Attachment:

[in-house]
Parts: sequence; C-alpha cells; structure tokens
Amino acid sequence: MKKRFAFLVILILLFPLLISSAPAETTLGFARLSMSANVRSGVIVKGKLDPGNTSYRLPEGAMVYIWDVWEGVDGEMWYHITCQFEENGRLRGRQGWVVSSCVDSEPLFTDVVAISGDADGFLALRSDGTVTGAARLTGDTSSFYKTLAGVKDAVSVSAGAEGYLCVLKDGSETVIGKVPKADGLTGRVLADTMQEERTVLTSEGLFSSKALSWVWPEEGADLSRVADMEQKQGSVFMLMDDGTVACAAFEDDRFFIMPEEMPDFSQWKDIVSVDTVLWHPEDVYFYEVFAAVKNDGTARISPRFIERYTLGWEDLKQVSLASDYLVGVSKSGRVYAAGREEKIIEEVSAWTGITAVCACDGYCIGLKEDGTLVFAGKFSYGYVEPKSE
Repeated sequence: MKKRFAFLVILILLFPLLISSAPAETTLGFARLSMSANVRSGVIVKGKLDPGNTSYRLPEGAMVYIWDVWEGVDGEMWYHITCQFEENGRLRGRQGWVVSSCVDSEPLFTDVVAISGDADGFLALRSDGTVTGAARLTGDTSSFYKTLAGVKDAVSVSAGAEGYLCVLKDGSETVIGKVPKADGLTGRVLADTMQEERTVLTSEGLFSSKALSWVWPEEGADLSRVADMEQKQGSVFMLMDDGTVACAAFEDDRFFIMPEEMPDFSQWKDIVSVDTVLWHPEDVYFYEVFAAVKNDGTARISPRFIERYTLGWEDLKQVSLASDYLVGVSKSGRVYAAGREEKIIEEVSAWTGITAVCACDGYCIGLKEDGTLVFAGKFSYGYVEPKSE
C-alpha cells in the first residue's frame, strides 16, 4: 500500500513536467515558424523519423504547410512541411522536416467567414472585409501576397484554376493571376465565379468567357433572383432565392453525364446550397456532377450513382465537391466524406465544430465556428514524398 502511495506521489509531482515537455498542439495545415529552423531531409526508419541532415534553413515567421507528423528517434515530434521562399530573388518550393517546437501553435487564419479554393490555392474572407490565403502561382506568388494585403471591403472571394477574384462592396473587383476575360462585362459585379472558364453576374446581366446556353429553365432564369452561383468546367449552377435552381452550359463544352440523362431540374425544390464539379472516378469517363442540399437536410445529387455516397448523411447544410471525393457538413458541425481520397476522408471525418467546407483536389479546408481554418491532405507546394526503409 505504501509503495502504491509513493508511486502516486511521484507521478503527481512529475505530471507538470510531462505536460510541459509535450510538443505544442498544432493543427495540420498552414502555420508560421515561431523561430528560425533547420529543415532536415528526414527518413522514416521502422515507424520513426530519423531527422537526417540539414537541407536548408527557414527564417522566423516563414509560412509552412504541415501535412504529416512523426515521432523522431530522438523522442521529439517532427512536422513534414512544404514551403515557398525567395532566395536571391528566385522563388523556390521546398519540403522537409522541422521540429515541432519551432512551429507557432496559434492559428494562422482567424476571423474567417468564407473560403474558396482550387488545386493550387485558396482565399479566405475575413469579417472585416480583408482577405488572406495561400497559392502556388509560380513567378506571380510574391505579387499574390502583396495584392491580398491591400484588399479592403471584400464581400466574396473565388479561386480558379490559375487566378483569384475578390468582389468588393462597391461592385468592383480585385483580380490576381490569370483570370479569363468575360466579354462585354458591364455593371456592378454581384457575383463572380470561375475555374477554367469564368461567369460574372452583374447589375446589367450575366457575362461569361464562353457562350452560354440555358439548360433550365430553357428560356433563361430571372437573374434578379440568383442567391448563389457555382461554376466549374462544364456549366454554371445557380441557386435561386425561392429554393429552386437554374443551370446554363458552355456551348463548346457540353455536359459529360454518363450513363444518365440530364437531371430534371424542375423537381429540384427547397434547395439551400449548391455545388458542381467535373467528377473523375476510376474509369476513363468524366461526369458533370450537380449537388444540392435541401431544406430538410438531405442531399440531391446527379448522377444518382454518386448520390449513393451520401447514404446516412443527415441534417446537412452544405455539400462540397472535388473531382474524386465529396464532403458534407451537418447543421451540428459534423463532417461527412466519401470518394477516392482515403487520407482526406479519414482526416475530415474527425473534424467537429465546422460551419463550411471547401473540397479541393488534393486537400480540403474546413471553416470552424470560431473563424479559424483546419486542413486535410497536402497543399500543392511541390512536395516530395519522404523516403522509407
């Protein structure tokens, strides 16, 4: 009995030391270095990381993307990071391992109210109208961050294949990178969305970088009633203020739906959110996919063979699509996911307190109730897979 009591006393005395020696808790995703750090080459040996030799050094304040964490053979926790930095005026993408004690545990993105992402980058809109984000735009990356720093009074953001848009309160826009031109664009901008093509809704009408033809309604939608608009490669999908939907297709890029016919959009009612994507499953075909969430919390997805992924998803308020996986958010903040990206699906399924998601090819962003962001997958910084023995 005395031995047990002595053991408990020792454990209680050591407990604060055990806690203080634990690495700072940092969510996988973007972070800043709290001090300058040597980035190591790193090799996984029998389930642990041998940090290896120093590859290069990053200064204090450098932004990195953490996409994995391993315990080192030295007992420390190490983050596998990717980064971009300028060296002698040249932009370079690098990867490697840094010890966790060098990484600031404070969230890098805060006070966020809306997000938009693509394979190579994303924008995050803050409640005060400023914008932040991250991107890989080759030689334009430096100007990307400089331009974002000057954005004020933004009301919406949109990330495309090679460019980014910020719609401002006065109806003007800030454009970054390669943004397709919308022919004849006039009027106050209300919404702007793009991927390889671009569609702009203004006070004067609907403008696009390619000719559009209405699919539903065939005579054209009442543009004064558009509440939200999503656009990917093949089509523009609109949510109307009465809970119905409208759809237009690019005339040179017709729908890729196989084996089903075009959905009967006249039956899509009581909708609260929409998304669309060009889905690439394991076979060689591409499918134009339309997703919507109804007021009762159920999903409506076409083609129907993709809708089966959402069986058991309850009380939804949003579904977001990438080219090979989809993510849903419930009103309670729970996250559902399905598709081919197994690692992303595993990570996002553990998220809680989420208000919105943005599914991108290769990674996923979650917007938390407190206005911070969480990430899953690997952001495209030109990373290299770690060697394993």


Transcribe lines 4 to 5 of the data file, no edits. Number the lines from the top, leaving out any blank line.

Repeated sequence: MKKRFAFLVILILLFPLLISSAPAETTLGFARLSMSANVRSGVIVKGKLDPGNTSYRLPEGAMVYIWDVWEGVDGEMWYHITCQFEENGRLRGRQGWVVSSCVDSEPLFTDVVAISGDADGFLALRSDGTVTGAARLTGDTSSFYKTLAGVKDAVSVSAGAEGYLCVLKDGSETVIGKVPKADGLTGRVLADTMQEERTVLTSEGLFSSKALSWVWPEEGADLSRVADMEQKQGSVFMLMDDGTVACAAFEDDRFFIMPEEMPDFSQWKDIVSVDTVLWHPEDVYFYEVFAAVKNDGTARISPRFIERYTLGWEDLKQVSLASDYLVGVSKSGRVYAAGREEKIIEEVSAWTGITAVCACDGYCIGLKEDGTLVFAGKFSYGYVEPKSE
C-alpha cells in the first residue's frame, strides 16, 4: 500500500513536467515558424523519423504547410512541411522536416467567414472585409501576397484554376493571376465565379468567357433572383432565392453525364446550397456532377450513382465537391466524406465544430465556428514524398 502511495506521489509531482515537455498542439495545415529552423531531409526508419541532415534553413515567421507528423528517434515530434521562399530573388518550393517546437501553435487564419479554393490555392474572407490565403502561382506568388494585403471591403472571394477574384462592396473587383476575360462585362459585379472558364453576374446581366446556353429553365432564369452561383468546367449552377435552381452550359463544352440523362431540374425544390464539379472516378469517363442540399437536410445529387455516397448523411447544410471525393457538413458541425481520397476522408471525418467546407483536389479546408481554418491532405507546394526503409 505504501509503495502504491509513493508511486502516486511521484507521478503527481512529475505530471507538470510531462505536460510541459509535450510538443505544442498544432493543427495540420498552414502555420508560421515561431523561430528560425533547420529543415532536415528526414527518413522514416521502422515507424520513426530519423531527422537526417540539414537541407536548408527557414527564417522566423516563414509560412509552412504541415501535412504529416512523426515521432523522431530522438523522442521529439517532427512536422513534414512544404514551403515557398525567395532566395536571391528566385522563388523556390521546398519540403522537409522541422521540429515541432519551432512551429507557432496559434492559428494562422482567424476571423474567417468564407473560403474558396482550387488545386493550387485558396482565399479566405475575413469579417472585416480583408482577405488572406495561400497559392502556388509560380513567378506571380510574391505579387499574390502583396495584392491580398491591400484588399479592403471584400464581400466574396473565388479561386480558379490559375487566378483569384475578390468582389468588393462597391461592385468592383480585385483580380490576381490569370483570370479569363468575360466579354462585354458591364455593371456592378454581384457575383463572380470561375475555374477554367469564368461567369460574372452583374447589375446589367450575366457575362461569361464562353457562350452560354440555358439548360433550365430553357428560356433563361430571372437573374434578379440568383442567391448563389457555382461554376466549374462544364456549366454554371445557380441557386435561386425561392429554393429552386437554374443551370446554363458552355456551348463548346457540353455536359459529360454518363450513363444518365440530364437531371430534371424542375423537381429540384427547397434547395439551400449548391455545388458542381467535373467528377473523375476510376474509369476513363468524366461526369458533370450537380449537388444540392435541401431544406430538410438531405442531399440531391446527379448522377444518382454518386448520390449513393451520401447514404446516412443527415441534417446537412452544405455539400462540397472535388473531382474524386465529396464532403458534407451537418447543421451540428459534423463532417461527412466519401470518394477516392482515403487520407482526406479519414482526416475530415474527425473534424467537429465546422460551419463550411471547401473540397479541393488534393486537400480540403474546413471553416470552424470560431473563424479559424483546419486542413486535410497536402497543399500543392511541390512536395516530395519522404523516403522509407